What steps can operators of commercial vehicles take to protect their investment and manage their costs? Stephen Ellis, Head of Training for thre Road Haulage Association, points out that driver training can deliver great savings in any operation.
The challenges faced by us all currently are well documented and many of the testing topics are equally relevant to commercial activities and providers of public services.
One of the areas of major concern in terms of costs, impact on the environment and legislative compliance is the operation of commercial vehicles. Even major haulage companies who are well versed in the many challenges and are well equipped to handlethem, fall foul of the myriad legal restrictions on the use of such vehicles.
There are arguably three main areas of focus in this field of operation currently and they are the cost of fuel, increasingly stringent environmental expectations, and legislation, not least of all that relating to driver qualifications.
The Government's insistence on ratcheting up fuel duty has led to the situation where diesel has increased in price expedentially. At the same time, the same Government tries to convince vehicle operators that inflation sits at somewhere around 2.5%.
This in turn makes it exceedingly difficult to explain to residents why your operating costs are going up in excess of published inflation figures.
Meanwhile, we are all expected to invest in modern, environmentally friendly commercial vehicles, perhaps taking advantage of latest technology and alternative fuels to contribute to the reduction in greenhouse gas emissions.
Further to this, our drivers are required to undertake further training to enable them to continue in their employment.
We at the Road Haulage Association exist to look after our members, the majority of whom operate commercial goods vehicles for hire and reward and are well versed in tackling some of the challenges I have outlined above.
If you are reading this article in LAPV, you may already be among their number.
What steps can operators of commercial vehicles take to protect their investment and manage their costs? Well the answers to that question are impossible to explain in any depth in the time and space available to me. However, I would like to take this opportunity to offer a few tips which may just point you in the right direction.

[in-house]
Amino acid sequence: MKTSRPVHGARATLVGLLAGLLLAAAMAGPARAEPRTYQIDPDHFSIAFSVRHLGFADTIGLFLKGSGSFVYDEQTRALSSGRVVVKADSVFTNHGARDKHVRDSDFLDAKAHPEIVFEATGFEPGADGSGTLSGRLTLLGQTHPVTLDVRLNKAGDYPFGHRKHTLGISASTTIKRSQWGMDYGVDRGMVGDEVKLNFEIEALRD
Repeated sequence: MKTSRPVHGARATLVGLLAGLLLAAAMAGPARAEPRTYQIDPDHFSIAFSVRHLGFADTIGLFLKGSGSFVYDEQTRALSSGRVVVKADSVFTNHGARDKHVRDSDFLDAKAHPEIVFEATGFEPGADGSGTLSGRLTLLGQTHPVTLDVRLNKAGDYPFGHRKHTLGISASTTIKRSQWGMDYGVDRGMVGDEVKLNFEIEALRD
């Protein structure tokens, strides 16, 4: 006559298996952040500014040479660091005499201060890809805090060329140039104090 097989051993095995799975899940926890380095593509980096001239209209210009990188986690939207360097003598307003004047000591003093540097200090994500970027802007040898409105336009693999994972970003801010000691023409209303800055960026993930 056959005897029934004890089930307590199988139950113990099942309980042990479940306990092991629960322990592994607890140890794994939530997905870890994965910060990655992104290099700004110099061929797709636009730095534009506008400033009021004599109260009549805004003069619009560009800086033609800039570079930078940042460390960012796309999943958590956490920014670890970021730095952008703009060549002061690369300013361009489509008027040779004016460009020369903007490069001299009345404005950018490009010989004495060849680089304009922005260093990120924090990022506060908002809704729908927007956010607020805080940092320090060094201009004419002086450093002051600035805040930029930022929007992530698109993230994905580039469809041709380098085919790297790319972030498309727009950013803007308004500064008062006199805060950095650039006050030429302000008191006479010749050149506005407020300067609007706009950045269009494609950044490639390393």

Government and other commentators predict that the cost of fuel is likely to continue to rise in the future with little hope of it ever returning to previous cost levels. In the meantime, as we have seen, the British Government is set on using fuel duty to drive down demand for fuel (or replenish the empty coffers ' you decide which).
There are a number of alternative fuels in the market place with a similar number of advantages and disadvantages to each, but it is fair to say that in the short to mid term, diesel will continue to be the fuel of choice for most commercial vehicles, even if it is mixed with another product such as bio diesel in increasing amounts over the years.
Therefore, there is only one sure fire way to reduce your spend on fuel and that is to reduce fuel useage.
Vehicle selection, intelligent route planning and vehicle loading will all make measurable contributions to fuel reduction, but the one key element is the driver.
A well-trained driver can reduce fuel useage by as much as 20% when compared to a less knowledgable colleague. I am confident that if a supplier offered us fuel at a 20% discount, we would bite their hand off; well that saving is there today for those who are prepared to invest in the most important element of your vehicles.
Larger companies are already required to report on their carbon emissions (from April 2010), and it is likely that those affected by this legislation will increase as the Government lowers the electricity use threshold which drives the requirement for reporting.
Many customers are also asking for environmental policies and procedures from suppliers and these documents can be the difference between gaining and losing an order.